People & Human Resources

Working with family and friends: How to minimise the feuds and keep things friendly

Eve Ash /

There is divided opinion about hiring friends and family for work. Is it a good thing for business? 

We tend to wonder because of the whiff of nepotism, although in companies that aren’t publicly listed, there’s little one can do about this, especially if profits seem healthy. And for some it is a source of big pride to have a family business “& Sons” and sometimes “& Daughter”.

But just because we are friends and family doesn’t mean we are mind readers, best workmates and share goals! What we do have is a firm relationship to build on so let’s make that work.

There is no one answer to the pros and cons of employing friends and family; however, it pays to observe the following:

Do (if you’re the decision-maker):

  • Be honest, transparent and above-board about the reasons for hiring this person (even if you’re the company owner) and why/how you plan to work together.
  • Set the same KPIs, bonuses and expectations for this person as you would for all employees.
  • Make it clear that there are no short-cuts to your undivided attention or reward scheme – all advances are strictly on merit.
  • Give clear guidelines about giving and receiving feedback – and be a role model.
  • State that grievances (especially deep-festering ones of the family or old friend variety) must go through a carefully determined and thoughtful process, and ensure that someone impartial (not you) mediates the problem.
  • Expect to feel a little isolated – by being in charge, you are by definition slightly removed from the others – exercise your role with insight, firmness and compassion.
  • Have fun with that person – but build relationships with others at work so this is not an isolated special fun person.
  • Don’t discuss business at every private/family/social opportunity, especially when others would love another part of you!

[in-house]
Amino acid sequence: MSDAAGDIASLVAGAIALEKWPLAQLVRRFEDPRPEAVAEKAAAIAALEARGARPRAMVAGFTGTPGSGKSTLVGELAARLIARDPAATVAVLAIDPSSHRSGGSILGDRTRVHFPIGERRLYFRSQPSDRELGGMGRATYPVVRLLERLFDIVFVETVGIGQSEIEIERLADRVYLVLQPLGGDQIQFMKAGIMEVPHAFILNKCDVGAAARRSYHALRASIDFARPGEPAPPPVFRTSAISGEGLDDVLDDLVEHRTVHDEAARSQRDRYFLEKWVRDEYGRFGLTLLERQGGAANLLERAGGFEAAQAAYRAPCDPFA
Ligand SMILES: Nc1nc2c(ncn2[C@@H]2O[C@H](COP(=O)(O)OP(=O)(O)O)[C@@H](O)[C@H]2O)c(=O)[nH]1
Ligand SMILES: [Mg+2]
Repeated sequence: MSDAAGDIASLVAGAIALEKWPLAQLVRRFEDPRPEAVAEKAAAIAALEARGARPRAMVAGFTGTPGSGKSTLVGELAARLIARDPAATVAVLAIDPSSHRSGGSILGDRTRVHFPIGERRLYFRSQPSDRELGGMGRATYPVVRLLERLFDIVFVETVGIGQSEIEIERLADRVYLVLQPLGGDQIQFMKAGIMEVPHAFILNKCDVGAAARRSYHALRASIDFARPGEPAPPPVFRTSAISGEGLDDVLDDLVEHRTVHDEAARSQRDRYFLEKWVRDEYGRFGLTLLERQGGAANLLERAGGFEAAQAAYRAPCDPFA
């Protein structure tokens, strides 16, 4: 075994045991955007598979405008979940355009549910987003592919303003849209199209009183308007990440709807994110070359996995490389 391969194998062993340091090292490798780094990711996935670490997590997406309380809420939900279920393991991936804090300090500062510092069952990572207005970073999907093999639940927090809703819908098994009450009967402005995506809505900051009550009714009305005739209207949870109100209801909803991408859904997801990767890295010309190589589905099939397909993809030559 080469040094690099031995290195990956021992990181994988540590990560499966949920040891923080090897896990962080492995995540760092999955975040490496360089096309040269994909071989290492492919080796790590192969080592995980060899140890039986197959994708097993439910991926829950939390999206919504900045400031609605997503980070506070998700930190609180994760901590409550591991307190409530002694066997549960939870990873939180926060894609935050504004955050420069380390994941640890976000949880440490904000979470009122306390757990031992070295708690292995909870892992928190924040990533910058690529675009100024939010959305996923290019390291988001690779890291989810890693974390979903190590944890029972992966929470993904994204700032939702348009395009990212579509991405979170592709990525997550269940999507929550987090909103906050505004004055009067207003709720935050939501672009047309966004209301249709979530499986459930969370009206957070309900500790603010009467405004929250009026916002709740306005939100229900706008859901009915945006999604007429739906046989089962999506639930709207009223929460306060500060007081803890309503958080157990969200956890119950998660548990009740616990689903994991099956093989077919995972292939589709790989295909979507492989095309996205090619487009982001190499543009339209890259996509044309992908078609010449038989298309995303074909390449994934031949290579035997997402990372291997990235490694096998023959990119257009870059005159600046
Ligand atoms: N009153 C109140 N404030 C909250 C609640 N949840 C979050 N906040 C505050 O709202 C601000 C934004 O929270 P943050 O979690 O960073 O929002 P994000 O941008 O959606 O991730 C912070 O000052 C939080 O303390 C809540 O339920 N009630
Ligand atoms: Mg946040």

Do (if you’re the friend/family member):

  • Be ready to put in the time and energy the role requires, same as you would for any similar position.
  • Put aside your casual relationship and focus on work output – no place for gripes, grudges or time-wasting on personal issues during office hours.
  • Irrespective of your feelings concerning the boss who put you there, remember that building a company is a shared goal, so work out how to help build the business, not undermine.
  • Remember that you are not “owed” anything, just because you’re related or knew the hirer since birth (yours or theirs).
  • Be prepared to account for yourself and demonstrate initiative, goodwill and tact.
  • Demonstrate your hard work to all, contribute to the team, be loyal and above all logical!
  • Give feedback as you would to any other manager – focus on facts that impact your work performance. And do it in work hours. Keep your friendship fresh and positive.

If you’re the decision-maker – don’t:

  • Always expect your family member/friend to read your mind and motives better than the others.
  • Presume on your relationship and make assumptions (e.g. demand more of that person for less money, etc).
  • Allow some things to go past you just because “it’s Liam/Juanita” after all.
  • Permit feuds, conundrums, idiosyncrasies to dominate the work environment in such a way that others get annoyed.
  • Cover for people’s failings beyond a certain point (i.e. as above, have the same rules and conventions for all staff).
  • Set unreasonable parameters around tasks just because Liam/Juanita was once dux of their school.
  • Let pettiness govern your motives.
  • Give favours to your loved one, don’t always go off to coffee or lunch together and ignore the impact on others.

If you’re working for a friend/family member – don’t:

  • Silently expect that they will cover for you if you stuff up.
  • Pout if they’re a little more impersonal than you’d like (it’s to protect you both).
  • Let resentment govern YOUR motives (e.g. jealousy of the friend/family member who built up a successful business).
  • Take advantage of your relationship in any way – show how you can both work to your strengths.
  • Sneakily use your job to feather your nest in some way (because you feel you’re “owed” something).
  • Allow things to fester – if you have a grievance, seek redress calmly and stick to the facts.
  • Expect more pay – if you believe you merit more, be ready to show evidence.
  • Work yourself to the bone for unreasonable and unfair pay.

Above all, no matter which side of the fence – COMMUNICATE! Don’t get into a habit of censoring your communications because you ‘know’ that person ‘all too well’ and ‘know how they will react’. Create a positive working relationship.

And remember a culture is made up of people. Create a fun culture for all to enjoy – family or friends or newcomer strangers.

Eve Ash is a psychologist, author, filmmaker, public speaker and entrepreneur. She runs Seven Dimensions, a company specialising in training resources for the workplace.

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Eve Ash

Eve Ash is a psychologist, author, filmmaker, public speaker and entrepreneur. She runs Seven Dimensions, a company specialising in training resources for the workplace.

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